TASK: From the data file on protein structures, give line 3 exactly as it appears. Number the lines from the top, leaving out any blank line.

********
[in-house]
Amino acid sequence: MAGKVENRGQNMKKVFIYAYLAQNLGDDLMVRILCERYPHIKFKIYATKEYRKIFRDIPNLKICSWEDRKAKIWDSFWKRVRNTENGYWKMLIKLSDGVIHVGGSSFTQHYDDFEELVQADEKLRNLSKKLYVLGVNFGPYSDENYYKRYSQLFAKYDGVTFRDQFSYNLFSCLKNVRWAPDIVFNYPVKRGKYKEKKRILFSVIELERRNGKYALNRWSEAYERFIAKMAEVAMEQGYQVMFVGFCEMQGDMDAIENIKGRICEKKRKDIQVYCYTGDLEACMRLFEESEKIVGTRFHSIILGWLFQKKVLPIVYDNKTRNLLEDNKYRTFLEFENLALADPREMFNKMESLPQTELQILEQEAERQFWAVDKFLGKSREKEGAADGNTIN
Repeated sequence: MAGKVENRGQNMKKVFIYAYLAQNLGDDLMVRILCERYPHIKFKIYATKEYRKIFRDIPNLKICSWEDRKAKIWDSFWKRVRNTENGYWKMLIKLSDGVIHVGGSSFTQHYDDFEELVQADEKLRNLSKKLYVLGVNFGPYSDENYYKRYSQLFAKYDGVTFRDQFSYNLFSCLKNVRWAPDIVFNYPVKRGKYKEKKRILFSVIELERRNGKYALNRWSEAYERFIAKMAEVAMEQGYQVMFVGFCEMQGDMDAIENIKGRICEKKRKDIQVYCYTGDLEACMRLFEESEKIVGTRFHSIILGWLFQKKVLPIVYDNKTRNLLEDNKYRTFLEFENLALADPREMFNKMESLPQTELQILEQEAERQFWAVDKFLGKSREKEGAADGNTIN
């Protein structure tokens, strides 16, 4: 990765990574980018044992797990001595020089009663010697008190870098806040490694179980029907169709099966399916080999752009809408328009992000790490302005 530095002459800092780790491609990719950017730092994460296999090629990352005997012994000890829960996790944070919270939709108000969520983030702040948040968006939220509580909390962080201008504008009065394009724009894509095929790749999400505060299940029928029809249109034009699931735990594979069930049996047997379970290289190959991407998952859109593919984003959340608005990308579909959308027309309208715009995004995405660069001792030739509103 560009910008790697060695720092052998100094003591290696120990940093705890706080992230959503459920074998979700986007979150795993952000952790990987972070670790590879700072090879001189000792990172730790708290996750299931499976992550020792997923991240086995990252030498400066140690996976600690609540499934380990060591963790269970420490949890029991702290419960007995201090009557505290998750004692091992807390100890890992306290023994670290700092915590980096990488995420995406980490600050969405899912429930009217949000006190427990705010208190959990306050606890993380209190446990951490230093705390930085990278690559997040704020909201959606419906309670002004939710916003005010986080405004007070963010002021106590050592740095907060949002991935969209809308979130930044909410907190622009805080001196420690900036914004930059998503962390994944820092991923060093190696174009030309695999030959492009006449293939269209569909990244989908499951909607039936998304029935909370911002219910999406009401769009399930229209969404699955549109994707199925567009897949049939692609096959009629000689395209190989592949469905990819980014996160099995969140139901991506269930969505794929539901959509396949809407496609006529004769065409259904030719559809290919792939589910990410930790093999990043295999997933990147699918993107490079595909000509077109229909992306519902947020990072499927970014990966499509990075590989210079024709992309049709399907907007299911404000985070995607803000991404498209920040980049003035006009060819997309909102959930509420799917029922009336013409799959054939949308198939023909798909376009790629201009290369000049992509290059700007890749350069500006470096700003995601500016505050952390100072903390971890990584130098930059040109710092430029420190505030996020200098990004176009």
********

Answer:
Repeated sequence: MAGKVENRGQNMKKVFIYAYLAQNLGDDLMVRILCERYPHIKFKIYATKEYRKIFRDIPNLKICSWEDRKAKIWDSFWKRVRNTENGYWKMLIKLSDGVIHVGGSSFTQHYDDFEELVQADEKLRNLSKKLYVLGVNFGPYSDENYYKRYSQLFAKYDGVTFRDQFSYNLFSCLKNVRWAPDIVFNYPVKRGKYKEKKRILFSVIELERRNGKYALNRWSEAYERFIAKMAEVAMEQGYQVMFVGFCEMQGDMDAIENIKGRICEKKRKDIQVYCYTGDLEACMRLFEESEKIVGTRFHSIILGWLFQKKVLPIVYDNKTRNLLEDNKYRTFLEFENLALADPREMFNKMESLPQTELQILEQEAERQFWAVDKFLGKSREKEGAADGNTIN